USB Mini Drill

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15

About: Remove scratches from anything!

This USB powered drill is perfect for wood, PCB boards, bakelite, cardboards and many more.

Very simple to make, a perfect utility tool for DIY hobbyists.

This tool besides a power bank can also be used by plugging in any 5v USB mobile charger.

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Step 1: ​Things You Need

Things you need:

Cable, USB plug, Mini switch, Mini motor, Electrical connector, Small drill

Step 2: Connect the Switch

Glue the switch on the + side of the engine.

Step 3: Connect Cable to Motor

Solder the red cable (+) to the switch and the white (-) to the engine , remember to solder the switch.

Step 4: Connect Cable to USB

Solder the red cable (+) to the + USB and the white (-) to the – USB.

Finish it off with tape and shrink tubing,

don't tape the switch!

Step 5: Connect the Drill

Cut the ends of the electrical connector.

Glue the drill and motor together in the connector.

Step 6: Ready!! Let's Take It to the Test!

See the end of the video for test!!

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Participated in the
Maker Olympics Contest 2016

Metal Contest 2016

Participated in the
Metal Contest 2016

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    15 Discussions

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    docman100

    2 years ago

    where do you get the motor?

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    TheBetaRayBill

    2 years ago

    Awesome the way you used that connector to couple drill bit and motor shaft, very useful

    1 reply
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    TheBetaRayBill

    2 years ago

    If you want to reduce chance of damaging your USB port, try the next configuration.

    diode.PNGmotor.png
    1 reply
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    BeachsideHank

    3 years ago

    I don't see any EMF or spike suppression circuitry, I'm not sure I would use the USB rail as a power source for this, motors throw out a heck of a back voltage.

    7 replies
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    NEW PEWBeachsideHank

    Reply 3 years ago

    BeachsideHank thanks for the reply!

    isnt it allready on the motor?

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    BeachsideHankNEW PEW

    Reply 3 years ago

    I hope someone else can verify, but it looks like a simple disk capacitor to me.

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    NEW PEWBeachsideHank

    Reply 3 years ago

    i'm gonna check this next week. i'll let you know what it is!

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    NEW PEWNEW PEW

    Reply 2 years ago

    It's a disk capacitor ;). Thanks for replying, i'll take this in my next projects!

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    NoPinkyBeachsideHank

    Reply 2 years ago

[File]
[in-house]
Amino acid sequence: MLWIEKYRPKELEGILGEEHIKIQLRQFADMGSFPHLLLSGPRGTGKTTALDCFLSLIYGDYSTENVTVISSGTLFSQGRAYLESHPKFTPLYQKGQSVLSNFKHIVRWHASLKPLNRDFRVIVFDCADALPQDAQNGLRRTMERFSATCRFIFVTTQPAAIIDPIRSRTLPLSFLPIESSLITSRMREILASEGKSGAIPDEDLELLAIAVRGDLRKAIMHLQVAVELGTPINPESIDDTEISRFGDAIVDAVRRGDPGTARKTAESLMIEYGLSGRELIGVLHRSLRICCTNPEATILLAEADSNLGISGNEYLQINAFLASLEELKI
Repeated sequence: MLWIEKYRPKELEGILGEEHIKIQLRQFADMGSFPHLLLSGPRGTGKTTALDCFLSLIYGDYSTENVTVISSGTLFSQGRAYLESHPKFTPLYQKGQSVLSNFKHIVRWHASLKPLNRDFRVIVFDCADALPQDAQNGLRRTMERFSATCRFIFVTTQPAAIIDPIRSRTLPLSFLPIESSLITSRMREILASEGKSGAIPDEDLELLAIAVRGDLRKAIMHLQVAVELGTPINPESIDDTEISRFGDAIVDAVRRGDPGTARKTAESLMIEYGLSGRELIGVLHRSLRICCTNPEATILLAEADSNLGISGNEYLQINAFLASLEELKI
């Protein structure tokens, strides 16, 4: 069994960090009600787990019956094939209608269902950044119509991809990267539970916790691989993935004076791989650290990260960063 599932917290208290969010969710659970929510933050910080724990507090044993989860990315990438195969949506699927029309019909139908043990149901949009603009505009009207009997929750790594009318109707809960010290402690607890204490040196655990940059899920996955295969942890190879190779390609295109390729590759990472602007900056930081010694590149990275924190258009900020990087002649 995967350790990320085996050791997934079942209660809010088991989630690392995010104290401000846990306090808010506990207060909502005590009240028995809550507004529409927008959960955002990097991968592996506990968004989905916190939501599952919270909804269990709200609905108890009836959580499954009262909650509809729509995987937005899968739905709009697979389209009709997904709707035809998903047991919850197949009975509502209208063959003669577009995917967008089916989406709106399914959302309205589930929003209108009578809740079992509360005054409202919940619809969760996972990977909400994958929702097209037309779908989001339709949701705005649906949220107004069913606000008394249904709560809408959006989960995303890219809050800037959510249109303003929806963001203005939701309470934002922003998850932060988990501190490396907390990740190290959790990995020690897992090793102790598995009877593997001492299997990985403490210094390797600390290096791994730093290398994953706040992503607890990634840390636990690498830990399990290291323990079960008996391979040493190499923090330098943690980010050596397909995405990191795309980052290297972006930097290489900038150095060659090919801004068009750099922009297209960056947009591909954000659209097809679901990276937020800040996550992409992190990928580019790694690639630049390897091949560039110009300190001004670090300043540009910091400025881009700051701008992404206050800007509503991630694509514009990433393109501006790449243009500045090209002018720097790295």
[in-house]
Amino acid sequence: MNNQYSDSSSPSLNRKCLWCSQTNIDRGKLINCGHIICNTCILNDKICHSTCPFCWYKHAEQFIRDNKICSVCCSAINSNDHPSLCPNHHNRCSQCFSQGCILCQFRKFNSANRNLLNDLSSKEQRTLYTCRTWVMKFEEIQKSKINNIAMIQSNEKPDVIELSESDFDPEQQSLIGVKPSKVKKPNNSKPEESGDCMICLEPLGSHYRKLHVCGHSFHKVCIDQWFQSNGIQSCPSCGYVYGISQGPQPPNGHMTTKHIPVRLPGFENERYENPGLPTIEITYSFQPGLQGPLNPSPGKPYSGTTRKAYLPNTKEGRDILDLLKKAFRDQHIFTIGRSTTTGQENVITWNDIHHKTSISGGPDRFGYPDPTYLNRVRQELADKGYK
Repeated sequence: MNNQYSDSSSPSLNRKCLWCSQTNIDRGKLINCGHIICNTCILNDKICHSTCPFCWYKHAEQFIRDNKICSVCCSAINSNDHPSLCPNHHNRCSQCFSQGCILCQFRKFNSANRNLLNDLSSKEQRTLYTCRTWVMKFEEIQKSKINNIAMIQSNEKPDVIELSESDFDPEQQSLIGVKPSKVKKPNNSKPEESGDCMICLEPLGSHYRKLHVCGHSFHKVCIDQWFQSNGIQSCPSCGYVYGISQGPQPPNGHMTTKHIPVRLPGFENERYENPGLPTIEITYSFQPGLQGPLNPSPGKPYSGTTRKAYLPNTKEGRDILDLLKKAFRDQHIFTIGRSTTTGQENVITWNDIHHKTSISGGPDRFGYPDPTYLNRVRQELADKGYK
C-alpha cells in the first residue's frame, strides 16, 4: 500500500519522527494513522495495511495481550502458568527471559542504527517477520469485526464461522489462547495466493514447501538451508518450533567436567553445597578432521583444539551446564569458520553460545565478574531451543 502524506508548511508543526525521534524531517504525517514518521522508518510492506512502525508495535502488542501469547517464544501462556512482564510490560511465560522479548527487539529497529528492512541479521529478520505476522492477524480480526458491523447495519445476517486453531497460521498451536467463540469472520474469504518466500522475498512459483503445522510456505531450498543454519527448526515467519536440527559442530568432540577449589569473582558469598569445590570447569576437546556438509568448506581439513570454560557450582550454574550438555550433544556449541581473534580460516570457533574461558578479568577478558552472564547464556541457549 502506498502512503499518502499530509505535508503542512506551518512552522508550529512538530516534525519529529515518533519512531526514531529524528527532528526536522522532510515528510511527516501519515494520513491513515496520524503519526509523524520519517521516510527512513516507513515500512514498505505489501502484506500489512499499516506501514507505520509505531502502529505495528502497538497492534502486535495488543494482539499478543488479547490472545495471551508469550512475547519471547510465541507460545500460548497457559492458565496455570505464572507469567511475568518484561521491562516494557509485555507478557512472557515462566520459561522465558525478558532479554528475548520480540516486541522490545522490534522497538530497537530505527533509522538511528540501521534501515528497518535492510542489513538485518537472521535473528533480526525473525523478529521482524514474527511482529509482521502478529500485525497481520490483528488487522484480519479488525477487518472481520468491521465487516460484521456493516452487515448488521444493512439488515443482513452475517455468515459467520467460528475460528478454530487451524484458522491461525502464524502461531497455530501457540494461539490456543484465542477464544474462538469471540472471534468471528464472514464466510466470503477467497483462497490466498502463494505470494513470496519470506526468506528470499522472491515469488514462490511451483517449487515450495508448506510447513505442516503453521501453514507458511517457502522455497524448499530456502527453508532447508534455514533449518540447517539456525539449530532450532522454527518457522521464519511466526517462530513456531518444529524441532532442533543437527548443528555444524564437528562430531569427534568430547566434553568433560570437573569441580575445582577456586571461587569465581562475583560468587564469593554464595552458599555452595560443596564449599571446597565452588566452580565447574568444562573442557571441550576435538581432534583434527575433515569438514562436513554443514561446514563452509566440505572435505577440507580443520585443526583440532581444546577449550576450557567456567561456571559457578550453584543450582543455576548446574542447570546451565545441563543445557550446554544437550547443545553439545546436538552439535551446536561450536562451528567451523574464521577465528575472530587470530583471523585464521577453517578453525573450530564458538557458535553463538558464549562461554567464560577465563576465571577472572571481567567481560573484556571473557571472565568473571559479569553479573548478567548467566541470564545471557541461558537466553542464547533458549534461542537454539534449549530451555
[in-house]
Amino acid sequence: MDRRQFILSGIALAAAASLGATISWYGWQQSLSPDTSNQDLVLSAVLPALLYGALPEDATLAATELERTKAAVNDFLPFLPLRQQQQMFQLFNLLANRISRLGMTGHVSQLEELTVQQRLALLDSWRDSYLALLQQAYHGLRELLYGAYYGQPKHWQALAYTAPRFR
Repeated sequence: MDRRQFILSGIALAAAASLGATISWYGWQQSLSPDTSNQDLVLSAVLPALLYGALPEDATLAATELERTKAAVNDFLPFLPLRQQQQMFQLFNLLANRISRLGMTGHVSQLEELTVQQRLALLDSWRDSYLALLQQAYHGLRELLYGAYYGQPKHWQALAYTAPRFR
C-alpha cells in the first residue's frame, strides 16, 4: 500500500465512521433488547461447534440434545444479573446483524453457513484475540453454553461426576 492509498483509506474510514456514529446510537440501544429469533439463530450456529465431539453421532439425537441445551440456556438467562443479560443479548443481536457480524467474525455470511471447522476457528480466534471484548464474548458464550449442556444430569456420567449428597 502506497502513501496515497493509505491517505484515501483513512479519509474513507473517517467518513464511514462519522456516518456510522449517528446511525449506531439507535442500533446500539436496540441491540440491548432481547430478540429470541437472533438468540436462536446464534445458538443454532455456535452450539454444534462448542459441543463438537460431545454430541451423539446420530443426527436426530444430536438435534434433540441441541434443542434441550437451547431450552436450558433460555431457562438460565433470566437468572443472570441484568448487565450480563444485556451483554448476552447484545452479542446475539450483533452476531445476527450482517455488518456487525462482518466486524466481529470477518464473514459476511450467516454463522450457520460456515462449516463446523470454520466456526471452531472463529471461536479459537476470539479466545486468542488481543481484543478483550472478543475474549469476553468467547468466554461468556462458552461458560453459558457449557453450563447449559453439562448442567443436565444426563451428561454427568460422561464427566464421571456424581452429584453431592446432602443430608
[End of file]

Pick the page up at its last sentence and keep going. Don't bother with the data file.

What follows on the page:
I saw this on my FB, looked at a motor that is somehow connected with a USB to a PC or laptop... even as someone without background in electronics my alarms went off: back voltage from the motor. (played with microcontrollers and was warned many times about this).
    But in this case I'm not sure what will happen, because unlike with circuits where the voltage is switched on and off by the microcontroller, here it uses a momentary switch. So if you release the switch, there is only one line connected. How can there be a back voltage?
    Can someone explain what will happen?

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    Tech WorksBeachsideHank

    Reply 2 years ago

    I want to tell you one thing most of PC or Laptop gives 5V with around 500mA you can't use more than that. And if you are conscious about EMF or spike suppression circuitry let me tell you the circuit connection is right even if you are using constant voltage its upon you to use capacitor. and you can you a diode for specialized electronic component with two electrodes called anode and cathode. at last capacitor is not that much necessary that much but from my point of view you should use diode.

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    Tech Works

    2 years ago

    I tried this drill machine and ya what you showed in the last part of the video. this drill can do that much only. You can't use it on PCB or any hard surface. If you want too use it on hard surface then you have to use high voltage motor (at least 12V) and yes it will vibrate more.

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    MagicByCalvin

    3 years ago

    That's a capacitor you see on the motor. There is no back emf protection in that circuit. You'll want t put a flyback diode on that circuit or risk frying the USB power rail. You also might want to throw in a current limiting resistor. I'm not sure what the stall current is of those little motors, but that could also risk pulling too much current from the board. While most computers automatically cut off the USB current draw at 1A, you still want to be safe.